In the UK, a third of all adults will be affected by dementia during the course of their lifetimes. In honour of Dementia Action Week, Lynn Carratt shares the story of caring for a parent diagnosed with dementia.
Four years ago, at the age of 69, my dad Stuart was diagnosed with dementia. At the time it wasn’t a shock. His short-term memory had always been bad, and I share the same genes as him in that respect.
It was his doctor who spotted the early signs and referred him to a memory clinic where he underwent a series of diagnostic memory tests. At the time, he told me they asked him what a pen was, and he couldn’t remember how to say it in front of the doctor. After a couple of visits, he was diagnosed and packed off with a few information leaflets.
Experts say that an early prognosis has it benefits, as it allows a person to access treatments that can improve symptoms and slow down the progress of the disease. It can also provide them with time to prepare for the future and plan – not that this was something my dad did or wanted to do.
In the beginning, he accepted his diagnosis, and if I’m honest, he didn’t seem overly concerned. We’d have a little joke about it; he’d forget a few words or mix names up. He’d call me Lee and my brother Lynsey, and he’d often misplace his wallet or other items. His condition seemed to stay relatively stable until about year ago – now we have a whole different situation on our hands.
Since his 40s, my dad has always kept himself fit and healthy through regular exercise so he doesn’t suffer the usual body aches and pains like many pensioners do in their 70s. In his mind, he firmly believes his dementia has been cured and that there is nothing wrong with him, and if you tell him there is he becomes irate.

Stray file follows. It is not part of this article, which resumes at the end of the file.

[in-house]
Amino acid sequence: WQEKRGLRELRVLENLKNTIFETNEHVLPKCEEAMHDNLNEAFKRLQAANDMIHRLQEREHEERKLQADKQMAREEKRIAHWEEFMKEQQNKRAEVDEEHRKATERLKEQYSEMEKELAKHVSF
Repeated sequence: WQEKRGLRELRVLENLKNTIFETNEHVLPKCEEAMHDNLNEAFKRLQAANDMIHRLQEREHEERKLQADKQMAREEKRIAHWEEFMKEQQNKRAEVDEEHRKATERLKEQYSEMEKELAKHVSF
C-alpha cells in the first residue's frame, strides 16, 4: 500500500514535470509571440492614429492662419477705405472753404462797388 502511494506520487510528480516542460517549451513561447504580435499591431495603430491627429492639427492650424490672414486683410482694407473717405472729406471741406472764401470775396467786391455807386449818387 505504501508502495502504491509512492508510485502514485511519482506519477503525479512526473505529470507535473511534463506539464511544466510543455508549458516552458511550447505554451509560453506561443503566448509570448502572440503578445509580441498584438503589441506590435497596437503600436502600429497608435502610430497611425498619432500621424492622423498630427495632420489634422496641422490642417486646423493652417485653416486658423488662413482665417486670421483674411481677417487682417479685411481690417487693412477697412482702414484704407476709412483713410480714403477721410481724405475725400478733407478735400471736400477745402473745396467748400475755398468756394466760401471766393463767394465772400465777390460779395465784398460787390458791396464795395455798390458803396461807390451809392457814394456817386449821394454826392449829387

Only yesterday on the phone I said to him, “Don’t forget we are taking you to the doctor for a medical.” His reply? “I don’t need one, there isn’t anything wrong with me.”
Dad’s whole personality has started to change. Now, he doesn’t have any concept of money and thinks he is poor. He’s accused me, my brother and his long-term partner Hilary of stealing money from him. He then finds the alleged stolen money hidden in books where he has left it for safekeeping. His appetite has changed. He gets confused if he tries to cook, food must be put in front of him; otherwise, he wouldn’t eat. He now dislikes vegetables and would happily live off chocolate if we let him.
At present, driving is the biggest issue. After his diagnosis in 2015, the DVLA were informed by the doctors and he was given a new licence that expired on his 73rd birthday in March this year. How do you tell a man who has been driving for 55 years that he is no longer able to drive, and that he will lose his independence? It’s heart-breaking. We think he understands, but he is just choosing to ignore it.
When dementia is diagnosed, suffers are not often given an MRI scan because, in the early stages of the disease, a scan of the brain can still look healthy useless it’s the vascular strain.